- Shopping Bag ( 0 items )
Americans now travel more than ever before. Yet as our traveling has increased, the service we receive from airlines, hotels, and other agencies has deteriorated dramatically. Industry surveys reveal what you already feel: growing dissatisfaction among travelers of every age, income, and education level. We've been abused by the travel experience. Peter Greenberg is here to ...
Americans now travel more than ever before. Yet as our traveling has increased, the service we receive from airlines, hotels, and other agencies has deteriorated dramatically. Industry surveys reveal what you already feel: growing dissatisfaction among travelers of every age, income, and education level. We've been abused by the travel experience. Peter Greenberg is here to help. The Travel Detective tells you the things most travel agents can't — or sometimes just won't — tell you. In his characteristic friendly and conversational tone, Greenberg tells how to find the secret walk-up fares that can save air travelers hundreds, if not thousands of dollars on last minutes flights; which coach seats on which planes are better than first class; the secret rule to know to avoid being bumped from a flight, which cruise ship brochures lie; which credit card companies are fastest — and slowest — to come to your aid in a foreign land, or worse, in the U.S.,; which hotels have the best — and the worst — fire and crime safety records, and how you can protect yourself; how to negotiate the best hotel room deal; which hotels have the worst water pressure in their showers (and better yet, how you can get great water pressure, even at those hotels); and much, much more. Accessible and entertaining, The Travel Detective gives you the information and tools you need to make every trip an affordable pleasure.
The bad news: We hate the process of travel.
We've been abused. And after each trip, we tell ourselves we'll never do it again.
And yet, we can't wait to do it all over again. And we do.
To many people, travel remains a voyage-or a flight or an Interstate trip-of discovery. But to most of us, travel remains a ritual of reassurance. Where there's a whim ... there's a way. And even though we hate the process, we continue to travel.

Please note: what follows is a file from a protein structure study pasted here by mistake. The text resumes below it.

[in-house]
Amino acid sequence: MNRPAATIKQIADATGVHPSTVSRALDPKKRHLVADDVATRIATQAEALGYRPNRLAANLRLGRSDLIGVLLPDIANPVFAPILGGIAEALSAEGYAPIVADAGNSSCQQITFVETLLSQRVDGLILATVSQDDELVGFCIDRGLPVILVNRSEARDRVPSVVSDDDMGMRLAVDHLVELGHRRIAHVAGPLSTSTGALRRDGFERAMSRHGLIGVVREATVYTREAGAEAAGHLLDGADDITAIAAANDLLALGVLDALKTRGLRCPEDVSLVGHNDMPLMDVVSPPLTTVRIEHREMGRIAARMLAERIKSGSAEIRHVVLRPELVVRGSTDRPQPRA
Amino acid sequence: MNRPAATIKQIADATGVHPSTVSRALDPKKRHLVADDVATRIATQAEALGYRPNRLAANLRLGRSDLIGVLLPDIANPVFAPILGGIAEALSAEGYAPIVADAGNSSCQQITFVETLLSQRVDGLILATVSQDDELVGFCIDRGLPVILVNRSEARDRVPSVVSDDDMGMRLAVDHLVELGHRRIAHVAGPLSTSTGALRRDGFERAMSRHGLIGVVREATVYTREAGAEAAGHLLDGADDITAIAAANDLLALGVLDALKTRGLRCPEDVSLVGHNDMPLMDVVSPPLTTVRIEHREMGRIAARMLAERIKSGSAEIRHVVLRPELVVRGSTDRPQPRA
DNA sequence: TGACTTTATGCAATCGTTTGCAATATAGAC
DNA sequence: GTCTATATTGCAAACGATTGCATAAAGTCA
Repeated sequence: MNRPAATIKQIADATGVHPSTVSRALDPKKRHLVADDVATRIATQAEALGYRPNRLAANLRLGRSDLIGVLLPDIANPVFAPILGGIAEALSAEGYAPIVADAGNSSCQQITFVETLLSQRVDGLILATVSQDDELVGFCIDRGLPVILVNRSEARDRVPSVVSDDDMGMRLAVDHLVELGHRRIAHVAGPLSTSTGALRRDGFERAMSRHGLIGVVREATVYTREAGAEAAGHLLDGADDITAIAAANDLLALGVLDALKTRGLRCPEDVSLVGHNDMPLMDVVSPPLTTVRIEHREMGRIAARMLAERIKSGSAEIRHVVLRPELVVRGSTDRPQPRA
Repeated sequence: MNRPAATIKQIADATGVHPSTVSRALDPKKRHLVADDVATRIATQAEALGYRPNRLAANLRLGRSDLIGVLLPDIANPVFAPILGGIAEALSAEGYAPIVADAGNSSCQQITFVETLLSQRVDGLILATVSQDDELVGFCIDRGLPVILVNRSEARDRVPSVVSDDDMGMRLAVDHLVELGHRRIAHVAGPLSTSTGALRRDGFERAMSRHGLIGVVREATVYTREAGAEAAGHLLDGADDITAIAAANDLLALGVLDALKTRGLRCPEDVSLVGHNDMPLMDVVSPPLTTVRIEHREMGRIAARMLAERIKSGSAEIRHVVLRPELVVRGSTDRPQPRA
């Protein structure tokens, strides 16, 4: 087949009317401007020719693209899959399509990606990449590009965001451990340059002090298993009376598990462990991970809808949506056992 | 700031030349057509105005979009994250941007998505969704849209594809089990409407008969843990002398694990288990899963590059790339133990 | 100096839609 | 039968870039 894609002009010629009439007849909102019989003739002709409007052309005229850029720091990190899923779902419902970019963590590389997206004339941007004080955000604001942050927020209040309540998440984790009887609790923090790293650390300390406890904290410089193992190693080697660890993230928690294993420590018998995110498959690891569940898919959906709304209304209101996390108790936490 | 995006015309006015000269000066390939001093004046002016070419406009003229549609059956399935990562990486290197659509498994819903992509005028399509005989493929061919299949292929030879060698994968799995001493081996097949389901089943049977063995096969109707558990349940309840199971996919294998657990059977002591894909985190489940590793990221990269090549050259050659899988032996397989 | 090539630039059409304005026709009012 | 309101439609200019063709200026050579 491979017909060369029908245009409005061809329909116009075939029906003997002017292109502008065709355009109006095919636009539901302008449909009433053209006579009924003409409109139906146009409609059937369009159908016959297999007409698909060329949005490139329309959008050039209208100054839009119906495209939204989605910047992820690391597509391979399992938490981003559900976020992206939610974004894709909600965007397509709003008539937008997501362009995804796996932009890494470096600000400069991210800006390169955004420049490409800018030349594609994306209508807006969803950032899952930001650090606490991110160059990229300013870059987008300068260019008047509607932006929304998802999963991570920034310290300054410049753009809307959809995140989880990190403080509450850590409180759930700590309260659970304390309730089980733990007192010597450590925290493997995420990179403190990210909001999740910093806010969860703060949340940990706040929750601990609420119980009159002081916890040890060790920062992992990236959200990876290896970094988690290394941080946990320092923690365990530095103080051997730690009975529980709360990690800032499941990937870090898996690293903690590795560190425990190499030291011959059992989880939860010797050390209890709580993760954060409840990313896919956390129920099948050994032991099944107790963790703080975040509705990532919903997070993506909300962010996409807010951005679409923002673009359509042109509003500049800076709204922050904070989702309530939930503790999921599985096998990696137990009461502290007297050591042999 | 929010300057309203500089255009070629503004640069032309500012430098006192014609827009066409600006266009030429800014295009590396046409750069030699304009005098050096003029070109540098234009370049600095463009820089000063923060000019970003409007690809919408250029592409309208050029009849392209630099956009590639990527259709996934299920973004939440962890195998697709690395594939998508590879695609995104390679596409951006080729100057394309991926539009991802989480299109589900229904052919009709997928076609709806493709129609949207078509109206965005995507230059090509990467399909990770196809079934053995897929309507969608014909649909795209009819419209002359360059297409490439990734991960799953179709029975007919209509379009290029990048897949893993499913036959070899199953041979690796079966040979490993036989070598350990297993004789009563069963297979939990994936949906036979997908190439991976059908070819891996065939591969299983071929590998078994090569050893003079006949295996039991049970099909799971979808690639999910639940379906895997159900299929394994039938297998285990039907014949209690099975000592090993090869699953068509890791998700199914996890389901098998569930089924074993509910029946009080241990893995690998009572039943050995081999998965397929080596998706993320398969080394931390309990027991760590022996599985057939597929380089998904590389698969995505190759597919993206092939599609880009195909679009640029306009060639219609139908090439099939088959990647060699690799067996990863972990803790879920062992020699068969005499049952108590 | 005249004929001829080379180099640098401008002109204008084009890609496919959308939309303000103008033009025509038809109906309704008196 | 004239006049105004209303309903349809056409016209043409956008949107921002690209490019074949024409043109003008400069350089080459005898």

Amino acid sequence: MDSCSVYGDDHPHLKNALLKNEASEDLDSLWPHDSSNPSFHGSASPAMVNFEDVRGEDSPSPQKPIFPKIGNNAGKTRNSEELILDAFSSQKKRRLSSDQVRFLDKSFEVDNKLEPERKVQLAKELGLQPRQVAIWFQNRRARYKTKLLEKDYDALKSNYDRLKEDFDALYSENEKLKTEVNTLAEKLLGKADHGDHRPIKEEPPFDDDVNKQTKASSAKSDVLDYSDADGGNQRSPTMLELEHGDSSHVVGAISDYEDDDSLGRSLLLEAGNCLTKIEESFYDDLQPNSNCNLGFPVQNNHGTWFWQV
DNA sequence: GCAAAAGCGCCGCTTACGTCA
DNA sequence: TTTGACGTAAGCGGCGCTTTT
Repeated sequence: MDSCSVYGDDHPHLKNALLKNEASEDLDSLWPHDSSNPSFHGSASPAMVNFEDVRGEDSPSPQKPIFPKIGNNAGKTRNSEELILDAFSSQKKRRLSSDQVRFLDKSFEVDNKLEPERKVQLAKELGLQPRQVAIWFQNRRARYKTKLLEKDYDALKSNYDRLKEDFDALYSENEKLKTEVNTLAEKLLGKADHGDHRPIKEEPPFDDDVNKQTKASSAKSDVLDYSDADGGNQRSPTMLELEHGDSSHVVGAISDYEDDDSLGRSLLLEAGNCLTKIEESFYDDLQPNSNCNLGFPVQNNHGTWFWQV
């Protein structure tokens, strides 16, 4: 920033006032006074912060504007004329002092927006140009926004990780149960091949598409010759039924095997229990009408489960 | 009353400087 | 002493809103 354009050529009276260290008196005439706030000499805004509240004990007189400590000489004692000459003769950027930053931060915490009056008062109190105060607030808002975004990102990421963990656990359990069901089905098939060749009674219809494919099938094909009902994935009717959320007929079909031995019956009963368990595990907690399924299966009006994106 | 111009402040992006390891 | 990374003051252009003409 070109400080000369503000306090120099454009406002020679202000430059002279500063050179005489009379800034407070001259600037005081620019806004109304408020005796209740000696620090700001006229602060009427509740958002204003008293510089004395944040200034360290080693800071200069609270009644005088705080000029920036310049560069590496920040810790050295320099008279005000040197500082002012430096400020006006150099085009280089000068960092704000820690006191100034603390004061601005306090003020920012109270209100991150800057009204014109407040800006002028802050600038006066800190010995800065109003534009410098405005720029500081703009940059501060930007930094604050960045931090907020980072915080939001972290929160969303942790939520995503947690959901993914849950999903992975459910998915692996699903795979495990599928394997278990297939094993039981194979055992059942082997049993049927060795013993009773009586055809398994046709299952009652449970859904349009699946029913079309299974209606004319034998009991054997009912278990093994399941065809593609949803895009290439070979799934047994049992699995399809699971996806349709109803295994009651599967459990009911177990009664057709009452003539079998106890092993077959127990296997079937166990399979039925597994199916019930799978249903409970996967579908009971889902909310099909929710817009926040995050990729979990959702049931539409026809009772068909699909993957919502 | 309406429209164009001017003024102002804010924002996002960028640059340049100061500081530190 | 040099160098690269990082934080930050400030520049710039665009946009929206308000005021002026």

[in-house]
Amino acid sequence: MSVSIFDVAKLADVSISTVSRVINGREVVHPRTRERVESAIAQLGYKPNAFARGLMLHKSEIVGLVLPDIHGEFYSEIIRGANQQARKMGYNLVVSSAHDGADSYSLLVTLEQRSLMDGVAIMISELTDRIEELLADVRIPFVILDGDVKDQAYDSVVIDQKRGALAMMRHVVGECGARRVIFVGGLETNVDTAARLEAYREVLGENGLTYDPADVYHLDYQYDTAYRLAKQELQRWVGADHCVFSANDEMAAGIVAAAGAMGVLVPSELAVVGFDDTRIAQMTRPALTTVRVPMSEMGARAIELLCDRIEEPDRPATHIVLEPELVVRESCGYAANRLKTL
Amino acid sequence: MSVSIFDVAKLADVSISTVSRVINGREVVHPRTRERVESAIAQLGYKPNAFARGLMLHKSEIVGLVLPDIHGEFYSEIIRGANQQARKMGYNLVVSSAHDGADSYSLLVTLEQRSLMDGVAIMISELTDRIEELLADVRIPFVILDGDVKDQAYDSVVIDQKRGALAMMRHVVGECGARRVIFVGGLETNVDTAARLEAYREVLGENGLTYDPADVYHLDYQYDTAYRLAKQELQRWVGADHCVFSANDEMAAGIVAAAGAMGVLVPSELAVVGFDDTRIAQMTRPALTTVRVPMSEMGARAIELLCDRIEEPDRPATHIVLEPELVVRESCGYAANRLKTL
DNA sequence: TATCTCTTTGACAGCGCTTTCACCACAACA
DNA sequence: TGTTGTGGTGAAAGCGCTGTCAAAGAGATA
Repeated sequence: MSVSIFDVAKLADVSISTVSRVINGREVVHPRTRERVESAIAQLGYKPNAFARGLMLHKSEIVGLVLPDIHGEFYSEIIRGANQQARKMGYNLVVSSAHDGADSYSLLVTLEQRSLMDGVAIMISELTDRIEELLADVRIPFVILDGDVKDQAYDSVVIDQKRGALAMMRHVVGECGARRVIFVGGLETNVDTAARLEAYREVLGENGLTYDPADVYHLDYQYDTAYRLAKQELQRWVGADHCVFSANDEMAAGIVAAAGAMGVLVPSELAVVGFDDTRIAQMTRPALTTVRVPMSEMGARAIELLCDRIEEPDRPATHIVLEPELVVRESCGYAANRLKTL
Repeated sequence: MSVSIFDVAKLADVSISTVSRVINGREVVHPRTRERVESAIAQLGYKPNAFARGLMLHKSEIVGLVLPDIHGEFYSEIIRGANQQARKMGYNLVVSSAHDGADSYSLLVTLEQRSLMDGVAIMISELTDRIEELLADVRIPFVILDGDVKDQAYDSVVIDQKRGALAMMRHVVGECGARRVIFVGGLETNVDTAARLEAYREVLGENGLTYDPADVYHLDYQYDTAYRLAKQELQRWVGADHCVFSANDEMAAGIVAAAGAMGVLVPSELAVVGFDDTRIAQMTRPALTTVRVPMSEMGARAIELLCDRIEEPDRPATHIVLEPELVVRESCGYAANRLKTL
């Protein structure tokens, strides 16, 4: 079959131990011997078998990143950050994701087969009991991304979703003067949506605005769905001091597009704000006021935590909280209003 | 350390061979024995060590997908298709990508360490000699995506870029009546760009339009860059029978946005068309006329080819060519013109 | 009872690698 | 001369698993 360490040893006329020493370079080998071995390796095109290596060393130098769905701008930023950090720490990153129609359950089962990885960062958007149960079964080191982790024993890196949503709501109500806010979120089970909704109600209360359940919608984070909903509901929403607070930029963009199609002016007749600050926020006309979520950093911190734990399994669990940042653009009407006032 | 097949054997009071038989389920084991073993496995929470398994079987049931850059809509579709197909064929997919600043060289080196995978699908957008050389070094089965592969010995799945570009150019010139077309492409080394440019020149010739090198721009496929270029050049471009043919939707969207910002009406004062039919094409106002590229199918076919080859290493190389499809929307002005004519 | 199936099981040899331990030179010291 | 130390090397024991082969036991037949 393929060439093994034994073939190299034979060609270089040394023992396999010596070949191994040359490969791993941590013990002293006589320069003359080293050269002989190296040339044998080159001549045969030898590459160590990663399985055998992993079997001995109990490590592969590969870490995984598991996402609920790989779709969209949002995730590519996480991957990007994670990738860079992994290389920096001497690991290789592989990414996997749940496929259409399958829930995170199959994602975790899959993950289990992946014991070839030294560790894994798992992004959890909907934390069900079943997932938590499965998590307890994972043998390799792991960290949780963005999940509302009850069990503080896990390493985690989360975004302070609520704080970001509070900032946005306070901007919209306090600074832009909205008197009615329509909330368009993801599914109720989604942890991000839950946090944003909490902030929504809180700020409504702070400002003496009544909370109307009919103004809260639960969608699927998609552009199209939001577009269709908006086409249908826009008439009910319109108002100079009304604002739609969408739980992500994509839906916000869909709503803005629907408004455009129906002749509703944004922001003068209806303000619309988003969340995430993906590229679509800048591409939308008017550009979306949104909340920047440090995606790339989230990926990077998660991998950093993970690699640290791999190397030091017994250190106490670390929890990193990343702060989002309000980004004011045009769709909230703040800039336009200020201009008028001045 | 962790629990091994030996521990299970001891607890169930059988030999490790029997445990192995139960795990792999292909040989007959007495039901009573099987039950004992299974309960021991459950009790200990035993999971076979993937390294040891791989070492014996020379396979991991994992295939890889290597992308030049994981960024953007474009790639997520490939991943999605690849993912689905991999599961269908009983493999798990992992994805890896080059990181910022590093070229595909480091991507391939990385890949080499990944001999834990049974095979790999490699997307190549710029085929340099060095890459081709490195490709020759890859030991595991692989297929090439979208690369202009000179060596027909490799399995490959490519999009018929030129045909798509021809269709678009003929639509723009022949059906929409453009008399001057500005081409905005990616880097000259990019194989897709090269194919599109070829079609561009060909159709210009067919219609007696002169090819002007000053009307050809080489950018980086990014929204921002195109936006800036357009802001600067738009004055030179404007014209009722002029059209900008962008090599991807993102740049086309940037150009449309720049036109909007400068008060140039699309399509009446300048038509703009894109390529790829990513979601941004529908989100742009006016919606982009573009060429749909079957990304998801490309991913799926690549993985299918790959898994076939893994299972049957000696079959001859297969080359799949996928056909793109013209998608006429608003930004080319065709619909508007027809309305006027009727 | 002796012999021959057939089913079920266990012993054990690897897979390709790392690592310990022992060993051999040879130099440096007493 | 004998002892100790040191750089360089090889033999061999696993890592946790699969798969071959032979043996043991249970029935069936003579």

In 1999, more than 1.3 billion people traveled by air. The average American traveler is 44 years old. Of all American adult travelers, 49 percent are men, 64 percent are married, and 48 percent have children.
We travel to escape, or to explore, or to rest. Travel is, for many of us, an exercise in renewal, or a test of our limits. And some of us travel, simply, because we CAN.
And we DO. In a recent American Express study of 200 developing and developed countries, travel and tourism were found to be the biggest industry. In fact, if travel and tourism were a country instead of an industry, its gross national product (GNP) would rank among the top five in the world.
As an industry, it is one of the world's largest employers-one of every eleven jobs worldwide is held by someone in the travel business.
I've been traveling since I was six months old, when my parents took me on a very long DC-6 flight from New York to Los Angeles.
Since then, I've flown on virtually every commercial aircraft ever made, from DC-3s to Comets, Fokkers, Ilyushins, Fairchilds, and Boeings.
Over the years, my passports have bulged with the entry and departure stamps of more than 120 of the world's 187 countries.
And many readers of this book have passports that are fatter than mine.
There has been an exponential jump in the number of travelers and in the frequency of their trips.
In 1978, at the beginning of airline deregulation in the United States, only about 17 percent of all adults had ever taken an airplane flight.
With deregulation came dozens of new airlines. Airfares started matching bus fares, and the numbers of passengers soared.
Today, more than 84 percent of adults have flown. An impressive number, but also a scary one because a majority of that 84 percent feel abused by the process.
But the key question remains: Are we tourists or travelers?
To me, the definition of tourist is victim waiting to happen. I know very few people who define themselves as tourists. Instead, they call themselves travelers. But that doesn't mean they're good travelers.
I always get a laugh on Mondays. That's when my incoming-call volume soars.
Nearly everyone who calls is angry. They've just returned from a trip and there were problems.